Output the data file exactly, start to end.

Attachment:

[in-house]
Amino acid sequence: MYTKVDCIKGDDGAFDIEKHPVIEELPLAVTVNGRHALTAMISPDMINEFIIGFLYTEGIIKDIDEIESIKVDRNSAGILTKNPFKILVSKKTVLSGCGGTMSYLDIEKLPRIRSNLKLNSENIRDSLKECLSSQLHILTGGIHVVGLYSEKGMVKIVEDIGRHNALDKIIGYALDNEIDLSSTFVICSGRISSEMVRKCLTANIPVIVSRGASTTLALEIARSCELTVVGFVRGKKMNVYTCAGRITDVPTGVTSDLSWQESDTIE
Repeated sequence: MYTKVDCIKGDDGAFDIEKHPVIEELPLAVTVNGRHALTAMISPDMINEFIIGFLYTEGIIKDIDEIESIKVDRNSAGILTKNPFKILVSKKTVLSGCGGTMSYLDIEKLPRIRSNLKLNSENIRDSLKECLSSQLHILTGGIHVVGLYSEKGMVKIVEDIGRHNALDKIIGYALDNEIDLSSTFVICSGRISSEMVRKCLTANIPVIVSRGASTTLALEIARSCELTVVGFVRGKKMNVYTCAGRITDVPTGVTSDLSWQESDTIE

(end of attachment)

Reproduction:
[in-house]
Amino acid sequence: MYTKVDCIKGDDGAFDIEKHPVIEELPLAVTVNGRHALTAMISPDMINEFIIGFLYTEGIIKDIDEIESIKVDRNSAGILTKNPFKILVSKKTVLSGCGGTMSYLDIEKLPRIRSNLKLNSENIRDSLKECLSSQLHILTGGIHVVGLYSEKGMVKIVEDIGRHNALDKIIGYALDNEIDLSSTFVICSGRISSEMVRKCLTANIPVIVSRGASTTLALEIARSCELTVVGFVRGKKMNVYTCAGRITDVPTGVTSDLSWQESDTIE
Repeated sequence: MYTKVDCIKGDDGAFDIEKHPVIEELPLAVTVNGRHALTAMISPDMINEFIIGFLYTEGIIKDIDEIESIKVDRNSAGILTKNPFKILVSKKTVLSGCGGTMSYLDIEKLPRIRSNLKLNSENIRDSLKECLSSQLHILTGGIHVVGLYSEKGMVKIVEDIGRHNALDKIIGYALDNEIDLSSTFVICSGRISSEMVRKCLTANIPVIVSRGASTTLALEIARSCELTVVGFVRGKKMNVYTCAGRITDVPTGVTSDLSWQESDTIE